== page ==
This is how we know that we belong to the truth and how we set our hearts at rest in his presence: If our hearts condemn us, we know that God is greater than our hearts, and he knows everything.

1 John 3:19-20 (NIV)

Not only does David liken darkness to an ornament for God, but he also calls Him the lamp that turns every darkness into light. We live in a fallen world, because we have sinned we have fallen short of His glory. But we still have to live up to what we have already been given. Darkness is taken away from our lives and His light has been shone on us. We need to reflect His light on others to fully appreciate His grace in our lives.

Ultimate Deliverer

I pursued my enemies and crushed them;
I did not turn back till they were destroyed.
I crushed them completely, and they could not rise;
they fell beneath my feet.
You armed me with strength for battle;
you humbled my adversaries before me.

2 Samuel 22:38-40 (NIV)

When it came to his victories, both as the commander of Saul’s army and as the leader of Israel, David attributed everything to God. However, he fails to give credit to God when talking about his own righteousness. Even in our lives, we tend to take credit for things that we feel we are good at. Our skillset on our resumes lists all our strengths and sometimes we even embellish our weaknesses. But when God makes us excel in something that we have no idea about, we acknowledge God’s guiding hand in our lives.

Similarly for David who knew nothing about military conquests, it was easy for him to credit his victories to God but when it came to his righteousness, he gave himself a pat on the back for being faithful to God despite falling short several times. In the presence of our fellow believers, we will continue to fool others and ourselves and label ourselves as the most righteous. Only in the presence of God can we understand our actual state and submit our spiritual growth in His hands.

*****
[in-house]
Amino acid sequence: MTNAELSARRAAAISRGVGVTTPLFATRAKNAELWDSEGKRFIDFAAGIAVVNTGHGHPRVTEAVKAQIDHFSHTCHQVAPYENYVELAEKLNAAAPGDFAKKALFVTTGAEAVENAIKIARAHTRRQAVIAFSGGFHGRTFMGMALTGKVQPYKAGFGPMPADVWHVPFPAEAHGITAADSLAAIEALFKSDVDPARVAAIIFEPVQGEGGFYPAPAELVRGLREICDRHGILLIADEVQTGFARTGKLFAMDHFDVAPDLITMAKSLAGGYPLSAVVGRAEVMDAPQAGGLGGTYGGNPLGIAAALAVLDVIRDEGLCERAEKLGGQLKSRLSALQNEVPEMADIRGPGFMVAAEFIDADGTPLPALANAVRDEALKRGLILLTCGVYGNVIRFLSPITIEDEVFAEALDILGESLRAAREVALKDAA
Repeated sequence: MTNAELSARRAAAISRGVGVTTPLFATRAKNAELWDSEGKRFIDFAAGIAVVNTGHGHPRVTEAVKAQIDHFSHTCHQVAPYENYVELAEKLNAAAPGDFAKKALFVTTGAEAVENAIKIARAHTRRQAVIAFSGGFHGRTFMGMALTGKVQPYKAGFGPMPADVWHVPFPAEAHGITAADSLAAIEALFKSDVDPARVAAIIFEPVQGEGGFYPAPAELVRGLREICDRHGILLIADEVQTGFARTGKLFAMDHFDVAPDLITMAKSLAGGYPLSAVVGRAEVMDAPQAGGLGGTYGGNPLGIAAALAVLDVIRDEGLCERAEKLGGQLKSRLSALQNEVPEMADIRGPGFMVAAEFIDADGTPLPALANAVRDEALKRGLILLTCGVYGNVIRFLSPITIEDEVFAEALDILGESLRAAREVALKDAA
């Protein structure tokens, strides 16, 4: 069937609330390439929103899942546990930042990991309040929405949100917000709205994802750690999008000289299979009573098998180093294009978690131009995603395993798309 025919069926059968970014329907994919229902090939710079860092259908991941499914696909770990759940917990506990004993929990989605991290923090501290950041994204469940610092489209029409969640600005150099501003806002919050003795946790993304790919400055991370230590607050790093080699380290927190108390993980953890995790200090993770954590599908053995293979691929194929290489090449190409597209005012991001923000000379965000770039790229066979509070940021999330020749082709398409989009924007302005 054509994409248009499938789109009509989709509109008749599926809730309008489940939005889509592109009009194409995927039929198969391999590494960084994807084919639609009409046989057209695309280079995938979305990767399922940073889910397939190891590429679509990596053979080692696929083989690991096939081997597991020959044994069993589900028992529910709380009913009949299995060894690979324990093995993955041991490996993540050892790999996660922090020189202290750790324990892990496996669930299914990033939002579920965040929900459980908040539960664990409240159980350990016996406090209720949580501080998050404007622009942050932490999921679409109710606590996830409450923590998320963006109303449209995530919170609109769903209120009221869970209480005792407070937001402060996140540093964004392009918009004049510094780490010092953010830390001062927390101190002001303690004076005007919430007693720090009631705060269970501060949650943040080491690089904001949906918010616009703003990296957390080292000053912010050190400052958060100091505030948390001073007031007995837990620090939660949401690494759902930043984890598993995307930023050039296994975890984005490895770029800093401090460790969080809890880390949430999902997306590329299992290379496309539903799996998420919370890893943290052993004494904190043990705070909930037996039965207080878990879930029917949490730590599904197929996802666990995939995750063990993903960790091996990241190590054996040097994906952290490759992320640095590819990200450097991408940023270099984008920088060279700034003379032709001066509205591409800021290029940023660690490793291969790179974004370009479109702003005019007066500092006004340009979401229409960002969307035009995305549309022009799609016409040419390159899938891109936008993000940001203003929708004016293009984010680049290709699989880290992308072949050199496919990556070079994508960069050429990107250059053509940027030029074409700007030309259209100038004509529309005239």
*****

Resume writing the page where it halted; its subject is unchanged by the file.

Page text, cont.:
“If my house were not right with God,
surely he would not have made with me an everlasting covenant,
arranged and secured in every part;
surely he would not bring to fruition my salvation
and grant me my every desire.

2 Samuel 23:5 (NIV)

David in his naivety thinks that God gives His grace only to the righteous people. He compares his life with the choices made by his predecessor and thinks of himself as super righteous. However, God is calling us to compare our holiness only with His holiness. There is no use in comparing ourselves with the people of this world as we were made in the image of God. We must examine ourselves by His standards to know our shortcomings and ask for His grace to make us whole.

He gives his king great victories;
he shows unfailing kindness to his anointed,
to David and his descendants forever.

2 Samuel 22:51 (NIV)

David thinks that God’s grace is exclusively on the kings and prophets of his time not realising that our righteousness hinges on Jesus, as God’s grace has been poured out on all our lives in the form of Jesus’ blood that was shed on the cross. At first glance, it may seem that David is uttering senseless words in his song of praise but God uses those same words to bring out prophecies about the coming of Christ. Do we have a similar commune with Christ that He can use our meaningless words to reveal His plan in our lives and in the lives of those around us?